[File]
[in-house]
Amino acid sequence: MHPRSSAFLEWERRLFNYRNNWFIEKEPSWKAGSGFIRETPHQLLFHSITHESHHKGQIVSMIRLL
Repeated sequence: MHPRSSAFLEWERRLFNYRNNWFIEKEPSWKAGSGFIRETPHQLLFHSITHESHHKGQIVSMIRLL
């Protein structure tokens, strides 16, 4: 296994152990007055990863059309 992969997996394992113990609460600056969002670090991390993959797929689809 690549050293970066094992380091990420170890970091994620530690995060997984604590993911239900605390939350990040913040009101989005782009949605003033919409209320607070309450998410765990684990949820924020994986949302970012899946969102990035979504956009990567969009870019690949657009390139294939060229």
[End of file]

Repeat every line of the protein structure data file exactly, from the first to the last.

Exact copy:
[in-house]
Amino acid sequence: MHPRSSAFLEWERRLFNYRNNWFIEKEPSWKAGSGFIRETPHQLLFHSITHESHHKGQIVSMIRLL
Repeated sequence: MHPRSSAFLEWERRLFNYRNNWFIEKEPSWKAGSGFIRETPHQLLFHSITHESHHKGQIVSMIRLL
């Protein structure tokens, strides 16, 4: 296994152990007055990863059309 992969997996394992113990609460600056969002670090991390993959797929689809 690549050293970066094992380091990420170890970091994620530690995060997984604590993911239900605390939350990040913040009101989005782009949605003033919409209320607070309450998410765990684990949820924020994986949302970012899946969102990035979504956009990567969009870019690949657009390139294939060229």